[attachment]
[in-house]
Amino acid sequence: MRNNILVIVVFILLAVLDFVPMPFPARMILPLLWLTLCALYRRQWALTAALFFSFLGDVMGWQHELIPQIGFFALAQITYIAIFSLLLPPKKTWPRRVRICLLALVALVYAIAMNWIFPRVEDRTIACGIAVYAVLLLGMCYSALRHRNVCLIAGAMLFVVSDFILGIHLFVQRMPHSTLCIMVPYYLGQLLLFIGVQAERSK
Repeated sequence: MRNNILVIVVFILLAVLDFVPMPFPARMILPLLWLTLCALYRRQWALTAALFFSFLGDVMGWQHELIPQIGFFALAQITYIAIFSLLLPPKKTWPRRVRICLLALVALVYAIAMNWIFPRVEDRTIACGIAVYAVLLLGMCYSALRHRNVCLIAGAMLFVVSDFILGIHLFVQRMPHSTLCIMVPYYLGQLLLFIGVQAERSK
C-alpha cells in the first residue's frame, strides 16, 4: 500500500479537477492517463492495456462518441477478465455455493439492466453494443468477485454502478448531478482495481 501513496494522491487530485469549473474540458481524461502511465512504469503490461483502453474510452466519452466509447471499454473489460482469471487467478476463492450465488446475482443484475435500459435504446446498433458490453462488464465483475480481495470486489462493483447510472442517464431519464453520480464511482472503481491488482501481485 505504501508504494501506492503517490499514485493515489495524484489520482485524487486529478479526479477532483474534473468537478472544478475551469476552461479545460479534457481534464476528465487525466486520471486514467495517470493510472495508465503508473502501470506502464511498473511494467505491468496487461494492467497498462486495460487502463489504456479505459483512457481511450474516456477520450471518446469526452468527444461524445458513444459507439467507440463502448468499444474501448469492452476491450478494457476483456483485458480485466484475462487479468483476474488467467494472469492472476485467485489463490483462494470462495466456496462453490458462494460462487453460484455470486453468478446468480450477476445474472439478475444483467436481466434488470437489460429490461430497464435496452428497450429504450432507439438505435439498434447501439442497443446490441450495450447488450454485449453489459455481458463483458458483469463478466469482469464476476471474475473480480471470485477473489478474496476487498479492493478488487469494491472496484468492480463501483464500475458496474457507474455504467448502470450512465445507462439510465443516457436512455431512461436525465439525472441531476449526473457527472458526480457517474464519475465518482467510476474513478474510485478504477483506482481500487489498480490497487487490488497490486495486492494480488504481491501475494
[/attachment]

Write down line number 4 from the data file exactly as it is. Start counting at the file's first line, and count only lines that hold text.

C-alpha cells in the first residue's frame, strides 16, 4: 500500500479537477492517463492495456462518441477478465455455493439492466453494443468477485454502478448531478482495481 501513496494522491487530485469549473474540458481524461502511465512504469503490461483502453474510452466519452466509447471499454473489460482469471487467478476463492450465488446475482443484475435500459435504446446498433458490453462488464465483475480481495470486489462493483447510472442517464431519464453520480464511482472503481491488482501481485 505504501508504494501506492503517490499514485493515489495524484489520482485524487486529478479526479477532483474534473468537478472544478475551469476552461479545460479534457481534464476528465487525466486520471486514467495517470493510472495508465503508473502501470506502464511498473511494467505491468496487461494492467497498462486495460487502463489504456479505459483512457481511450474516456477520450471518446469526452468527444461524445458513444459507439467507440463502448468499444474501448469492452476491450478494457476483456483485458480485466484475462487479468483476474488467467494472469492472476485467485489463490483462494470462495466456496462453490458462494460462487453460484455470486453468478446468480450477476445474472439478475444483467436481466434488470437489460429490461430497464435496452428497450429504450432507439438505435439498434447501439442497443446490441450495450447488450454485449453489459455481458463483458458483469463478466469482469464476476471474475473480480471470485477473489478474496476487498479492493478488487469494491472496484468492480463501483464500475458496474457507474455504467448502470450512465445507462439510465443516457436512455431512461436525465439525472441531476449526473457527472458526480457517474464519475465518482467510476474513478474510485478504477483506482481500487489498480490497487487490488497490486495486492494480488504481491501475494